Clermont County trustee program saves money

By Kristin Rover
Sun staff

Clermont County Commissioners approved a contract for cleaning services for some of the buildings in the county during their April 16 meeting, but the county saves thousands of dollars on cleaning and maintenance each year with the trustee program.

The trustee program, according to Clermont County Sheriff A.J. “Tim” Rodenberg, is a program that enables inmates at the jail and juvenile detention center to work throughout the county doing maintenance and cleaning work.

“It saves the county thousands of dollars a year,” Rodenberg said.

Rodenberg said the program has been around since before he began as sheriff and has continued to grow.

He said jobs the inmates perform include landscaping, minor repairs, painting, car washing, janitorial services, and more.

Wade Grabowski, director of facilities at the county, said inmates in the program clean several buildings in the county including the administrative building, board of elections, and engineer’s building.

“They do quite a bit,” Grabowski said. “It’s just a neat program.”

Rodenberg said because the inmates can complete the work, the county has not had to hire as many contractors.

“It’s a substantial savings, $300,000 per year, roughly,” he said.

Rodenberg said there is a benefit for those who participate in the program as well.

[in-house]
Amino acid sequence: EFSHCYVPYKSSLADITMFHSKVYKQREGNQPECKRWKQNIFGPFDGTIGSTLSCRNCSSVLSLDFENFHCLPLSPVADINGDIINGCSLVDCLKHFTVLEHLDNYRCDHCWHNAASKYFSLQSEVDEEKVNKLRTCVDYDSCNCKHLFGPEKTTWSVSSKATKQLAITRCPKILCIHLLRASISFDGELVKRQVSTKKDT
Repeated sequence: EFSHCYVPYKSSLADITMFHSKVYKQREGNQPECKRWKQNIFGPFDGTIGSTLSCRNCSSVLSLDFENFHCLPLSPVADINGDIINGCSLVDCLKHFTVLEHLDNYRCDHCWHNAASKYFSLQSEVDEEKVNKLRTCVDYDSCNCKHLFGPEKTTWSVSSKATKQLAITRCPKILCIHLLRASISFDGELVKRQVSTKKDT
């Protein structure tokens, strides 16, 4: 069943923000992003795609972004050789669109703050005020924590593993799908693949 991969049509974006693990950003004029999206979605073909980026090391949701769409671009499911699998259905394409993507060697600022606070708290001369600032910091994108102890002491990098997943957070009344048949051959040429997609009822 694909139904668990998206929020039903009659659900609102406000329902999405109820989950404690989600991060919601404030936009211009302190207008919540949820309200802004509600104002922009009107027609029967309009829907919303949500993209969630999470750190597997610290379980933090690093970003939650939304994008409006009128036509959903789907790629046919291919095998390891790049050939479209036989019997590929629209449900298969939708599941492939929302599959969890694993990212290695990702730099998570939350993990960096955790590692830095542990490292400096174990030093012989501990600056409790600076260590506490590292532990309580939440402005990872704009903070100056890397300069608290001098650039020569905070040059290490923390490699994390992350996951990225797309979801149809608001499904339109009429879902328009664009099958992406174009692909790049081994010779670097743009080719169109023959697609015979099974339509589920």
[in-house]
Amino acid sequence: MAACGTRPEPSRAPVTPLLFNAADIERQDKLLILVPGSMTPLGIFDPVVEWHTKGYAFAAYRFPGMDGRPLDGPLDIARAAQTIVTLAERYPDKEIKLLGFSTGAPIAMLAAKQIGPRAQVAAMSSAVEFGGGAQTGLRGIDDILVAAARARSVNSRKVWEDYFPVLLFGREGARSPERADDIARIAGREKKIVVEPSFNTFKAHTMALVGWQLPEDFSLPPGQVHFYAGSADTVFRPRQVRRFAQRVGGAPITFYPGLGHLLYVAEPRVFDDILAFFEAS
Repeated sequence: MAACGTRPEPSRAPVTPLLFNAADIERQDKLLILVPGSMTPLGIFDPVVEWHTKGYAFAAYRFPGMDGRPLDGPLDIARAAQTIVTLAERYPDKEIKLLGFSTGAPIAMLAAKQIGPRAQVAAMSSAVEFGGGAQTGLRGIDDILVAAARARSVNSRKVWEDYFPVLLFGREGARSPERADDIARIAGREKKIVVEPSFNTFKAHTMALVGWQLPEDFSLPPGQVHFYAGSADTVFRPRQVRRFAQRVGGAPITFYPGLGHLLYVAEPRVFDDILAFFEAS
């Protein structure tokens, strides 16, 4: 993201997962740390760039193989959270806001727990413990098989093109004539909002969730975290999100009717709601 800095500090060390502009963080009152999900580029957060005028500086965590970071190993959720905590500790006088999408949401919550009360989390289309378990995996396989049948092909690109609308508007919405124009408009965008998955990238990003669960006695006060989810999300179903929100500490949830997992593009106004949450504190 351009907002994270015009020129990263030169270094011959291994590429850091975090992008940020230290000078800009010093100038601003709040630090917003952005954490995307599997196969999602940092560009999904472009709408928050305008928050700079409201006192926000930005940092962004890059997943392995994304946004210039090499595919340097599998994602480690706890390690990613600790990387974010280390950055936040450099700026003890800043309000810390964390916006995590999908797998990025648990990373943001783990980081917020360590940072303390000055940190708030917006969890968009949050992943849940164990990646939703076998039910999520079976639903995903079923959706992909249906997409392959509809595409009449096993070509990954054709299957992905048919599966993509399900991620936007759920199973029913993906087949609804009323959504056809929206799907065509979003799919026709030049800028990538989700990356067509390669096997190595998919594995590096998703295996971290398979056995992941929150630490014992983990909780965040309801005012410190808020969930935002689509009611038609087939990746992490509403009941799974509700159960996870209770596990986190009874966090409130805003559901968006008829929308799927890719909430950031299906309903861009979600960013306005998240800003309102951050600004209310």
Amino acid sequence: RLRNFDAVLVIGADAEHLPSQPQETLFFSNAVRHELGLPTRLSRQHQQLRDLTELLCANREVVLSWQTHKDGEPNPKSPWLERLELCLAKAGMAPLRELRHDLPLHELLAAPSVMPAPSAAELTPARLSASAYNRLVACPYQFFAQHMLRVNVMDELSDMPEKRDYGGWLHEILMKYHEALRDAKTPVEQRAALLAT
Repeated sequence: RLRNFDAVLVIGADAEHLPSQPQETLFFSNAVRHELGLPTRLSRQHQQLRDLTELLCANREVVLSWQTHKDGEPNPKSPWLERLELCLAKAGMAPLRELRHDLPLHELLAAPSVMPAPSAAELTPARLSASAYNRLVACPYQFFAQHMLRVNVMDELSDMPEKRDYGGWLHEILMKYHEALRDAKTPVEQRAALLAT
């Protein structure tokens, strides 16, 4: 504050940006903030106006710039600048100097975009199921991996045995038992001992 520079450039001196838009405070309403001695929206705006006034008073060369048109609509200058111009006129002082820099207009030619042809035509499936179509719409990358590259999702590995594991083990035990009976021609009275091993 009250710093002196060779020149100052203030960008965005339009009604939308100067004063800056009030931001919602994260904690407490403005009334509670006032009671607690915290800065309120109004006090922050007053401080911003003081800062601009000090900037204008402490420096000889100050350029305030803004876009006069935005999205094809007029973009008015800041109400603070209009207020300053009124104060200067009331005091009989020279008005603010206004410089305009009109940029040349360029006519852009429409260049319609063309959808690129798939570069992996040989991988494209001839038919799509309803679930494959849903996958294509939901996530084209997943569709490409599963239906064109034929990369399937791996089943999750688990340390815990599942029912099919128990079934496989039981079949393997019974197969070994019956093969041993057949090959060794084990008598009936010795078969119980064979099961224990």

“If they are doing well they get two-for-one jail credit,” Rodenberg said. “It can cut the sentence in half.”

Rodenberg said inmates have to be eligible to participate in the program.

“We have to be selective in screening,” Rodenberg said.

Rodenberg said the inmates first have to meet the requirements based on what kind of crime they are incarcerated for, and then there is an extensive interview process to be selected.

He said there are about 30 inmates per day who participate in the trustee program.

“Most of them work quite well,” Rodenberg said. “We’ve got some skilled inmates.”

Rodenberg said the program is also successful because it gets the inmates back in a working routine.

“It gives the inmates something of value to do and be compensated for work,” Rodenberg said. “They know if they work, and they work right then they get something in return. It gives them some skills and discipline.”